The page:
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Five Large Dog Breeds That Don't Bark Much

Updated on February 9, 2016
DrMark1961 profile image

Dr. Mark is a veterinarian in Brazil. He has been working with dogs for more than 40 years.

 A brindle Bullmastiff.
A brindle Bullmastiff. | Source
A Bullmastiff puppy, one of the dog breeds that does not bark much.
A Bullmastiff puppy, one of the dog breeds that does not bark much. | Source

Stop Barking!: The Bullmastiff

Some breeds, like the Siberian Husky, do not bark much but are very vocal. For some others, barking is more normal—in fact some breeds were actually bred to bark a lot. Others, of course, were selected to not bark as much.

No large dog will stay quiet all of the time, but the following breeds do not bark much:

Bullmastiff

Some watch dogs are good because they bark a lot. The Rottweiler is actually the best family watch dog because he is concerned about his family and will bark as soon as anything threatens them.

Other watch and guard dogs are different. The Bullmastiff is one of them. They are a breed that watches, guards, but does not bark much.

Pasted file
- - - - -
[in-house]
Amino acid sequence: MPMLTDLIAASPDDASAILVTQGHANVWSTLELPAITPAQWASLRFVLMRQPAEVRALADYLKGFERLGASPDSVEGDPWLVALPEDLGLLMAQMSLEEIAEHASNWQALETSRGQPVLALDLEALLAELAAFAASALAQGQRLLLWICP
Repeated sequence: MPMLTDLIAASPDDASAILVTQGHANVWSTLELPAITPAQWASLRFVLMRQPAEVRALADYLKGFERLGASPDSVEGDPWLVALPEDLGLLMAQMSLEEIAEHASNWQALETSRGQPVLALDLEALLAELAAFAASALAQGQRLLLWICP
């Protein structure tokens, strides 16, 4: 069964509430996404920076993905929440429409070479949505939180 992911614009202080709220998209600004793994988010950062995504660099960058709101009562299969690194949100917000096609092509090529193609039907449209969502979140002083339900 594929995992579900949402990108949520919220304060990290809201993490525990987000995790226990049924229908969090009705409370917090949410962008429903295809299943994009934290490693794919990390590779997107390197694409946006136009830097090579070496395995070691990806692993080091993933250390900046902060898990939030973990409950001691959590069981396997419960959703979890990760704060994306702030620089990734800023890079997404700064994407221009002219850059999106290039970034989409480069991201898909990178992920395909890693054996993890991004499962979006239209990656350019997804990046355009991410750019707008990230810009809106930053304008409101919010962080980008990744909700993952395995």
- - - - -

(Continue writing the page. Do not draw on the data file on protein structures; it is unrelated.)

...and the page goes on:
The dogs were originally developed to guard estates back in the 19th century. They are one of the largest of the breeds that does not bark much, weighing about 50 kilos (110 pounds) and sometimes even a little more.

About a fourth of all Bullmastiffs have hip dysplasia so if you are getting a puppy be sure the parents have been evaluated. Dogs are also prone to bloat and arthritis.

Bullmastiffs usually only live about 8 years. Like all giant dogs, they need to be socialized early and go through obedience training.

A Neapolitan Mastiff, one of thebest family guard dogs and a breed that does not bark much.
A Neapolitan Mastiff, one of thebest family guard dogs and a breed that does not bark much. | Source

Neapolitan Mastiff

Like the Bullmastiff, the Neo is a large dog who usually only barks when it is necessary. This is one of the best family guard dogs, ready to lie quietly and do what he must to defend his family.

This Italian breed is really big, often over 60 kilos (about 130 pounds). They are prone to hip dysplasia, and because of their loose skin and droopy eyes are prone to cherry eye and eyelid diseases like ectroption and entropion.